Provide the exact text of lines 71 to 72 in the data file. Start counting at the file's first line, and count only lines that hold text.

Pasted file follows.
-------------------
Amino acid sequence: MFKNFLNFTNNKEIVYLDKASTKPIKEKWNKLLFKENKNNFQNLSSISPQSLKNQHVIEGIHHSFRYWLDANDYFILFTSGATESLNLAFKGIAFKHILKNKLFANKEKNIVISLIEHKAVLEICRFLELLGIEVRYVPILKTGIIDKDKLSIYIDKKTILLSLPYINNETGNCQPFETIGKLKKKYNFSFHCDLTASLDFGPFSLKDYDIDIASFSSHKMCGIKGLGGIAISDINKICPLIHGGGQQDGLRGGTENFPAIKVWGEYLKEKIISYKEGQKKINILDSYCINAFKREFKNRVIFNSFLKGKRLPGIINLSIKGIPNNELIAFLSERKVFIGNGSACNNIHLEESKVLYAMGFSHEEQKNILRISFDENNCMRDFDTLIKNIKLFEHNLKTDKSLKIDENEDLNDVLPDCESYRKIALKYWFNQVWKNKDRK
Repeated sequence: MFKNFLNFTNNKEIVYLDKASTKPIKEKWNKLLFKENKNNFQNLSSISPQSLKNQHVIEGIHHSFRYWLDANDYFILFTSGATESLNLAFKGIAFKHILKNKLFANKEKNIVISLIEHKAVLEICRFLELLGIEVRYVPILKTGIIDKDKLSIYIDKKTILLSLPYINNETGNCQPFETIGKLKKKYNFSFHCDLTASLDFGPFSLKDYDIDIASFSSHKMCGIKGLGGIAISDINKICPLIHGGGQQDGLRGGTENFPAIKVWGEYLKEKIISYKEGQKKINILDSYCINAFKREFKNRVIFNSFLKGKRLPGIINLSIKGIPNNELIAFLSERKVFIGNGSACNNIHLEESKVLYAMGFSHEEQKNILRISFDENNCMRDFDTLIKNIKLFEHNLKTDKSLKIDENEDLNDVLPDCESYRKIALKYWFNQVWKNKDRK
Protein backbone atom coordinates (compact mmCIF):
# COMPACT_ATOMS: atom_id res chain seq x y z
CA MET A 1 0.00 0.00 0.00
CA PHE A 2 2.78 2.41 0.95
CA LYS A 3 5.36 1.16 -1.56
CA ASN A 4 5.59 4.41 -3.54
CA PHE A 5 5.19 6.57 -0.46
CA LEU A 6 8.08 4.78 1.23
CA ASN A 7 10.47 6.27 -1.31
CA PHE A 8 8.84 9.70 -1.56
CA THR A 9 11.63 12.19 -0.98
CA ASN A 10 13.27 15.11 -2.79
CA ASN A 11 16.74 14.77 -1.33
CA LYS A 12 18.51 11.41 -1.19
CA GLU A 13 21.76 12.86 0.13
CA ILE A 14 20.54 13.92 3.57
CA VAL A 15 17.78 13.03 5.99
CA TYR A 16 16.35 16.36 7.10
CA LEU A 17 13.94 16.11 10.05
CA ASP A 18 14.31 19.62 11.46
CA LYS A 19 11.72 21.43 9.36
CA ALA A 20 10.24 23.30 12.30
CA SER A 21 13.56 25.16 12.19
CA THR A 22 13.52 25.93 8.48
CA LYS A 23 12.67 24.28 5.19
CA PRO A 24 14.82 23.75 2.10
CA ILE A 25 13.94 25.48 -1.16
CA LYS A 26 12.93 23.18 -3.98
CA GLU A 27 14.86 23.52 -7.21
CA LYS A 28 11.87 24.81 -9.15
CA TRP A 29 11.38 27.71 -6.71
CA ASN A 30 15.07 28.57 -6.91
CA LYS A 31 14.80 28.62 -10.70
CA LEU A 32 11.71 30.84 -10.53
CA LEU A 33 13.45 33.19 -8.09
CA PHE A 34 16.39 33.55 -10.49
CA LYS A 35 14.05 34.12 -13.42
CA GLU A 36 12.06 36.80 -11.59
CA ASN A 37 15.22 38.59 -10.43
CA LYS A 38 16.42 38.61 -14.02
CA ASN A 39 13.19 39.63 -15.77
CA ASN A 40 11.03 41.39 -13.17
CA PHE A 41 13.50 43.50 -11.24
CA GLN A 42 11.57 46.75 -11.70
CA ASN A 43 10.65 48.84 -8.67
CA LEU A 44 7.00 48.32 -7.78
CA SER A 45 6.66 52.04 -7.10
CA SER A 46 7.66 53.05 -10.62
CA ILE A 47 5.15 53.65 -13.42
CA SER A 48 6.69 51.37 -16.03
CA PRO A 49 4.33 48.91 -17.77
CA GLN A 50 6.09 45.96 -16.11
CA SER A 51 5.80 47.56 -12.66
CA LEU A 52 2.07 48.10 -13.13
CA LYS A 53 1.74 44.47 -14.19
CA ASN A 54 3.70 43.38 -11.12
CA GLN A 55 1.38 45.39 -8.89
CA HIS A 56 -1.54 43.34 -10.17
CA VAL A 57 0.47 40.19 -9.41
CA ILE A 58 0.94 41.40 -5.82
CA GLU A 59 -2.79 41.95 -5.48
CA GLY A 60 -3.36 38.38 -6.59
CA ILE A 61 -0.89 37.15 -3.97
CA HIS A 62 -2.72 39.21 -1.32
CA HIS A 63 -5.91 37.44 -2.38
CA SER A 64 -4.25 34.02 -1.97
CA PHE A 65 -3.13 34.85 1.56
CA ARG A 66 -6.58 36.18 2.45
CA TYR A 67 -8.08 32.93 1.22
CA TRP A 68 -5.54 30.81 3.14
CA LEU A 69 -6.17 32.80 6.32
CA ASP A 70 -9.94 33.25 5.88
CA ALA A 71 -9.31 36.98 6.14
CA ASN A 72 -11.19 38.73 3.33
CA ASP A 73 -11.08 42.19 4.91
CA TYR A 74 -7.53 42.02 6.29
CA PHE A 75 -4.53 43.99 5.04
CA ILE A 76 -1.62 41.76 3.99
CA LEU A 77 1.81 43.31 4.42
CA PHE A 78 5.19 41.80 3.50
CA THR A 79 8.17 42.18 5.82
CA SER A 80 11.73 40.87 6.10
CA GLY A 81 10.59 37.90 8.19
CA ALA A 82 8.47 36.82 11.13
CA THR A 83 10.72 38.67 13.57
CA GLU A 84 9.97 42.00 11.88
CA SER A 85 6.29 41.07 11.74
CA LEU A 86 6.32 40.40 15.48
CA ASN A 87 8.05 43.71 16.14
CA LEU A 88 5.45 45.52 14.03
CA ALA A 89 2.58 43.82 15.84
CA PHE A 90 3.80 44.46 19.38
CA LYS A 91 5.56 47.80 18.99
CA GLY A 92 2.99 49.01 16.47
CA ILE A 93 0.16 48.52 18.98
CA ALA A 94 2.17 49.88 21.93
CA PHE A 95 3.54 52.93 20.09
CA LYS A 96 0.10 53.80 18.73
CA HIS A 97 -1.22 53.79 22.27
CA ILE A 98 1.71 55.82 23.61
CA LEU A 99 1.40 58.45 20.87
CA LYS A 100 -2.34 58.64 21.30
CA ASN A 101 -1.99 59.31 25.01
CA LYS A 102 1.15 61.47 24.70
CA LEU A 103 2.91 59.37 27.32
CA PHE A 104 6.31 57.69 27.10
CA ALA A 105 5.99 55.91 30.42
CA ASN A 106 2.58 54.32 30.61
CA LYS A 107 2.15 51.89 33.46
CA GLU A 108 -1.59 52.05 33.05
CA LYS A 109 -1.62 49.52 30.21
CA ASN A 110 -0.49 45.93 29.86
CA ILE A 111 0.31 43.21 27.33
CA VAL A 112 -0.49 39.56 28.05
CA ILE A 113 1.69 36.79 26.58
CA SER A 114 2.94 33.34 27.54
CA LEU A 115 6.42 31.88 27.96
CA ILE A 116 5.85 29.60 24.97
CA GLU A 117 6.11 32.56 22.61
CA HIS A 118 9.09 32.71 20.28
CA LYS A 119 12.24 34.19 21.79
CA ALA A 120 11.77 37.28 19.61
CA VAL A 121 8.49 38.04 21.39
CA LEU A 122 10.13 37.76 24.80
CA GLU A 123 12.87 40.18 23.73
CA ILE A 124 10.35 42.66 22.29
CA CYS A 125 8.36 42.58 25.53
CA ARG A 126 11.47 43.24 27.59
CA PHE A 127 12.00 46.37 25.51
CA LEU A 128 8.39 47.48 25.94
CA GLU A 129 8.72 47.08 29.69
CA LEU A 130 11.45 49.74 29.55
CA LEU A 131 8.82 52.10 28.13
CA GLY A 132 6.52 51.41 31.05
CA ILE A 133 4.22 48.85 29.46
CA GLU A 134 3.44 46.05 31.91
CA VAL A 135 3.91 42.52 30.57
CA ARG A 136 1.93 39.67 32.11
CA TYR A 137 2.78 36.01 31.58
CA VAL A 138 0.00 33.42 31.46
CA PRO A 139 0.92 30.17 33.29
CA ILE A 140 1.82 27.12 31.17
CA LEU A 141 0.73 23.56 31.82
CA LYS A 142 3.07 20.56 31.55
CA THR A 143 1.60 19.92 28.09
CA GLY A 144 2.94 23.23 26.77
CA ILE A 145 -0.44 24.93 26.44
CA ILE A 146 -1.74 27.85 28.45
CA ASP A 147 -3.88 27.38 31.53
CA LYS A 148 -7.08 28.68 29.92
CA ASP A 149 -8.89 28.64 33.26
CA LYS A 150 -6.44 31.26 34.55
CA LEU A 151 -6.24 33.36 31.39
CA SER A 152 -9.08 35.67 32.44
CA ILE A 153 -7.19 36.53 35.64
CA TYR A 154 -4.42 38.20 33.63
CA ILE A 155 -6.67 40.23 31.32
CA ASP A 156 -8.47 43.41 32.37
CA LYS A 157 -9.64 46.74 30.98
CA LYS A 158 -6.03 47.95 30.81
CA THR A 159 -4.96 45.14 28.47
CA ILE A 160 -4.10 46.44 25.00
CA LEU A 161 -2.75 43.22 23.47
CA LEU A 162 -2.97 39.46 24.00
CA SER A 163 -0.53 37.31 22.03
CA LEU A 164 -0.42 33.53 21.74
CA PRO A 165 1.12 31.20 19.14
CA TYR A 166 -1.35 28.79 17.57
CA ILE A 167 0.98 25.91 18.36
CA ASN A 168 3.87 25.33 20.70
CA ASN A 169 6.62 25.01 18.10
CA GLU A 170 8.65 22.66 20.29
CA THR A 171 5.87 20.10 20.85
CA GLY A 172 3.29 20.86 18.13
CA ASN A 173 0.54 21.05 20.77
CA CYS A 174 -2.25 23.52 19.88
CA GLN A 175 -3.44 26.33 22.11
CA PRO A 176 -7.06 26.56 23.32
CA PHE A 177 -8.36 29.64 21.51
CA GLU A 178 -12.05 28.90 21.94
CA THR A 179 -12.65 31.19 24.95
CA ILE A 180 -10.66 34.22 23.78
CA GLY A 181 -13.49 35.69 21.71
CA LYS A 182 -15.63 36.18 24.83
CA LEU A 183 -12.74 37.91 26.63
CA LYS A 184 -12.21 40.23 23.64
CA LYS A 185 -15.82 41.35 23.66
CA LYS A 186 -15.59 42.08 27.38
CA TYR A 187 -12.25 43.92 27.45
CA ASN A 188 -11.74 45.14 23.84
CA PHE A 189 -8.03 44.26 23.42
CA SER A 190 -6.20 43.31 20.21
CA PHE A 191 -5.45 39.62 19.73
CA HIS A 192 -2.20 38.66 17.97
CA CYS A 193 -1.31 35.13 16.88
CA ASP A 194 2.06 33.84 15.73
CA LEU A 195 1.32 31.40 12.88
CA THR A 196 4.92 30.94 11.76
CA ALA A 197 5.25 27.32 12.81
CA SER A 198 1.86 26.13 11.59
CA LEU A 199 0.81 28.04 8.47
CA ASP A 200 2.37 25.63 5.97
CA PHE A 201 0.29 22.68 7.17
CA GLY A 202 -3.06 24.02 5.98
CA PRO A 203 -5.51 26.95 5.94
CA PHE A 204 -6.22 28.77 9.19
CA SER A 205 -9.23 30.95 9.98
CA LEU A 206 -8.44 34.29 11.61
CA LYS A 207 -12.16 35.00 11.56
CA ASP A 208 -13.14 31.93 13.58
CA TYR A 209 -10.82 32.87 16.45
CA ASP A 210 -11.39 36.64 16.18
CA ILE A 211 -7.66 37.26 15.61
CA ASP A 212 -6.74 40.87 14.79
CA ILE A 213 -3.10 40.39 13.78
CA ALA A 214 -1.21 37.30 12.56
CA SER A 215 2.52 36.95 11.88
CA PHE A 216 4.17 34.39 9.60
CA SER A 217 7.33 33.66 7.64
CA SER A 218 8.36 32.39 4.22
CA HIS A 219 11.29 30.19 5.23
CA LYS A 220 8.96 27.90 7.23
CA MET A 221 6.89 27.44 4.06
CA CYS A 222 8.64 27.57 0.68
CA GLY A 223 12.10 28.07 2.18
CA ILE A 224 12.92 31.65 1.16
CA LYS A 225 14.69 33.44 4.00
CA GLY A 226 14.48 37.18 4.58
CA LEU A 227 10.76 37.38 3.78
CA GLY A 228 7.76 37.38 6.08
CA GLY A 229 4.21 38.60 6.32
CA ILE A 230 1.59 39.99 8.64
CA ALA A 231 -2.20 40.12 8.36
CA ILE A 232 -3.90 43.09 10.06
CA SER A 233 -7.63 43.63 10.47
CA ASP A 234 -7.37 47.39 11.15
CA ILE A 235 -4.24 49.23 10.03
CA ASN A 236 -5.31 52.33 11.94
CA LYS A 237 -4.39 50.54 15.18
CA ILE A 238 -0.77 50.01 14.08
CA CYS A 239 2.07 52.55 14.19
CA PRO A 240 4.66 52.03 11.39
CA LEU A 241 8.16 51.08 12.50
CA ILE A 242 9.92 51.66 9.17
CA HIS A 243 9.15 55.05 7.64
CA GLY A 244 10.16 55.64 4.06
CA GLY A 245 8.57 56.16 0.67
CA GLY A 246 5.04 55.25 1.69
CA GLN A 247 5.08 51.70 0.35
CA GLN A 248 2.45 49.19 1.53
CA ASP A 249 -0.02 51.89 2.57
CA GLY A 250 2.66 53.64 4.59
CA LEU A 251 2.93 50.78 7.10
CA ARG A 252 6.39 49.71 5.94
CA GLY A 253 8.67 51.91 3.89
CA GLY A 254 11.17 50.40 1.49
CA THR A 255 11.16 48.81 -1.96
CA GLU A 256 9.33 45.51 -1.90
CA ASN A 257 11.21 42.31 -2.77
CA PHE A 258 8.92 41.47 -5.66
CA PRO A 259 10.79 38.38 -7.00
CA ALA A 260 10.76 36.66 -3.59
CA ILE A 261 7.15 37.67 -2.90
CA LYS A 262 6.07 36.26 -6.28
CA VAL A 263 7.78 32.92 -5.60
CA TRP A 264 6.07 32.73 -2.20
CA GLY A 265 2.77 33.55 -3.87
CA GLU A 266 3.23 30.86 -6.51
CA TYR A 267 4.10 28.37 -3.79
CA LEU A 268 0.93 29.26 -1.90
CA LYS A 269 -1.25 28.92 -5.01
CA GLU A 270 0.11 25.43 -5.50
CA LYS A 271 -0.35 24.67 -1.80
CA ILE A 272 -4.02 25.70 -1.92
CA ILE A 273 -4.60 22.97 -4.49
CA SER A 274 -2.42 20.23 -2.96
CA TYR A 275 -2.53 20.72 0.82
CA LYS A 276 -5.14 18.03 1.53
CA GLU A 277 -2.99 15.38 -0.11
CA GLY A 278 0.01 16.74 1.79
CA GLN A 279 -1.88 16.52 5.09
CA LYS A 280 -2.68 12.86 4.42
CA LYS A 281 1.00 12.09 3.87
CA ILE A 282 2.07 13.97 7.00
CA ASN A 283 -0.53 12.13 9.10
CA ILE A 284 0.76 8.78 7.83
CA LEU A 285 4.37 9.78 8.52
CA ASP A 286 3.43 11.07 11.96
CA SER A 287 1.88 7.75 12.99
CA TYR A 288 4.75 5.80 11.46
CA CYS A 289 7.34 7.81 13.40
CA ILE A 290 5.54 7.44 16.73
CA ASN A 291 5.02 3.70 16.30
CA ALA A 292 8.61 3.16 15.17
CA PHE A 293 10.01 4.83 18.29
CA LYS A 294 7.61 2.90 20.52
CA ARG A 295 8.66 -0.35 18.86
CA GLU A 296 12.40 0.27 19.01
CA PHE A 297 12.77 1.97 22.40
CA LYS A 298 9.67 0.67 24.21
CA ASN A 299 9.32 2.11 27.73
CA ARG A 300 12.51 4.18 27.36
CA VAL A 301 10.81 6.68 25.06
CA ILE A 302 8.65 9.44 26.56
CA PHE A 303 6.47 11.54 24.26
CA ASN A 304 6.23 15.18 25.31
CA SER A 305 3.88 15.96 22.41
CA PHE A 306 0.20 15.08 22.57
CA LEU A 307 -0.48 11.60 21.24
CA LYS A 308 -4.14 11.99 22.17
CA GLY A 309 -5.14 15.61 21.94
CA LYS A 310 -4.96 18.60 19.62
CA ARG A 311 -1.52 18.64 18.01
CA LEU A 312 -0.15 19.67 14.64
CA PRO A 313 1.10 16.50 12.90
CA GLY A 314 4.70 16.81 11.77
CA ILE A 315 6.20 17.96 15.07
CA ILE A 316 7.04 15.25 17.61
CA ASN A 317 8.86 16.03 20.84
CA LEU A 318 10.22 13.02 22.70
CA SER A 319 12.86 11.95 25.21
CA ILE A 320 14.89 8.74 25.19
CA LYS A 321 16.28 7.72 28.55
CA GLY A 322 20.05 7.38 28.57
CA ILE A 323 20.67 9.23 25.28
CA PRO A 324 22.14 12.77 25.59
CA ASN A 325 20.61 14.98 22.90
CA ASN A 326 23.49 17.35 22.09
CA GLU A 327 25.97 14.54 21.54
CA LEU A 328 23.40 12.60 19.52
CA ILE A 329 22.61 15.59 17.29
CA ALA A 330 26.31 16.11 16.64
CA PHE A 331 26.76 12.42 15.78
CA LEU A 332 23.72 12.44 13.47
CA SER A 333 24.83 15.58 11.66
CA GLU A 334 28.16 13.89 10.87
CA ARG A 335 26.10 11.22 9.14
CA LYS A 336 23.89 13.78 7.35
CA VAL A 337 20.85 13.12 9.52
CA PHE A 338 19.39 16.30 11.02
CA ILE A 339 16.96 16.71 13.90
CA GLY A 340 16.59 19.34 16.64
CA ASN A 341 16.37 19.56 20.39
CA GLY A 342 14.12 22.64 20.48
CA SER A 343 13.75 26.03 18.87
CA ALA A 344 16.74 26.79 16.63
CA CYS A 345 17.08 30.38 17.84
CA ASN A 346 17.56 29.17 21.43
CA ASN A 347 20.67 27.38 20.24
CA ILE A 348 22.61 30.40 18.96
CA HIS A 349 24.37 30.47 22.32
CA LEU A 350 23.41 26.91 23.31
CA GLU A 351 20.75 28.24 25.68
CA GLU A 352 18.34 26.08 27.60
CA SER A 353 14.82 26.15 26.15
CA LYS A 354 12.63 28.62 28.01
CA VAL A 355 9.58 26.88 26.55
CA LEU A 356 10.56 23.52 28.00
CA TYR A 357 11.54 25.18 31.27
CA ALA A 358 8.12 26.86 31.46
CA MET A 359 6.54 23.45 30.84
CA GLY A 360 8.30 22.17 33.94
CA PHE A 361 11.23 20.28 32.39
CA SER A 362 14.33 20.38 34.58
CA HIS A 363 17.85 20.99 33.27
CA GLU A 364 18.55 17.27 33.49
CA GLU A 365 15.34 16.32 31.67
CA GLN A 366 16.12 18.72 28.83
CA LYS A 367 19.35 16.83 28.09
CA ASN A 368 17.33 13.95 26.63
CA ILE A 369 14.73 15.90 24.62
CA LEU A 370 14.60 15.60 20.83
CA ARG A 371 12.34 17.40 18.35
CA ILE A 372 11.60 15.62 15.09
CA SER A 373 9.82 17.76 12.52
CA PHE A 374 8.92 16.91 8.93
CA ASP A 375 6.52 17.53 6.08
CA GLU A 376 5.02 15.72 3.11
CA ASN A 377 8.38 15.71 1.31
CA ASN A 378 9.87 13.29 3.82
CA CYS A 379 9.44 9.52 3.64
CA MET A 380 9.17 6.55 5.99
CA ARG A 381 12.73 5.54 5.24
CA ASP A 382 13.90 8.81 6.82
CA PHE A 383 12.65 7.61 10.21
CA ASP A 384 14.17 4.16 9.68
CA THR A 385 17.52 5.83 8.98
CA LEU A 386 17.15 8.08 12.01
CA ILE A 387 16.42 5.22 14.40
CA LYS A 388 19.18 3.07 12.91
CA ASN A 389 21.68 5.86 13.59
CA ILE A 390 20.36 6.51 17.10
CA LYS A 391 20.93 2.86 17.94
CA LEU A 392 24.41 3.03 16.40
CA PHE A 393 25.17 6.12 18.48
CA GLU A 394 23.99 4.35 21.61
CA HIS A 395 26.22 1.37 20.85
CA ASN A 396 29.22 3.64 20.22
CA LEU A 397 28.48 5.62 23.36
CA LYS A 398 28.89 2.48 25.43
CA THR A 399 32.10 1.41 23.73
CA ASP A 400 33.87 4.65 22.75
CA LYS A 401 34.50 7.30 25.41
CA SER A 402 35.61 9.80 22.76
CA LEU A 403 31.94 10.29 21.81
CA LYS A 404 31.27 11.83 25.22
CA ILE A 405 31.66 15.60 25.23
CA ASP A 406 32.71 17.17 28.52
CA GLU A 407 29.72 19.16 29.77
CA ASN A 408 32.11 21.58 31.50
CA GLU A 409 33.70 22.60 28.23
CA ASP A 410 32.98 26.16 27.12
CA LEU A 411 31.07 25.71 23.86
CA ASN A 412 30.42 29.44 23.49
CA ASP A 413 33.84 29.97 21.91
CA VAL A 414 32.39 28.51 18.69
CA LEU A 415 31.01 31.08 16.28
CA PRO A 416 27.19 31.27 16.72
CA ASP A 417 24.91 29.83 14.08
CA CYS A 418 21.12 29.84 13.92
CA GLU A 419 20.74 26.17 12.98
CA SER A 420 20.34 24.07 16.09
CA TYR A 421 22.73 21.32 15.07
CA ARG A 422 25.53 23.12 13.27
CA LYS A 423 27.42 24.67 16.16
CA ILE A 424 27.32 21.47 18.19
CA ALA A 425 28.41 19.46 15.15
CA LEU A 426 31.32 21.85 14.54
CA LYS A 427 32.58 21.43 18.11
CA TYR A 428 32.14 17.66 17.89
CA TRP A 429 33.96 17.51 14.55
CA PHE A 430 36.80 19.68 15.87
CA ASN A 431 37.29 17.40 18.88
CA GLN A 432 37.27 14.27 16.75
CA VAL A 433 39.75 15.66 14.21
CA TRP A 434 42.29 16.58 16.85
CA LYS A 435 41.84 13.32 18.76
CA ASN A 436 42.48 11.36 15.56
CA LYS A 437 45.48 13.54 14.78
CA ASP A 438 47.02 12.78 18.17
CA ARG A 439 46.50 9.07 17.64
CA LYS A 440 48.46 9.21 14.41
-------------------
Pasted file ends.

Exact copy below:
CA TYR A 67 -8.08 32.93 1.22
CA TRP A 68 -5.54 30.81 3.14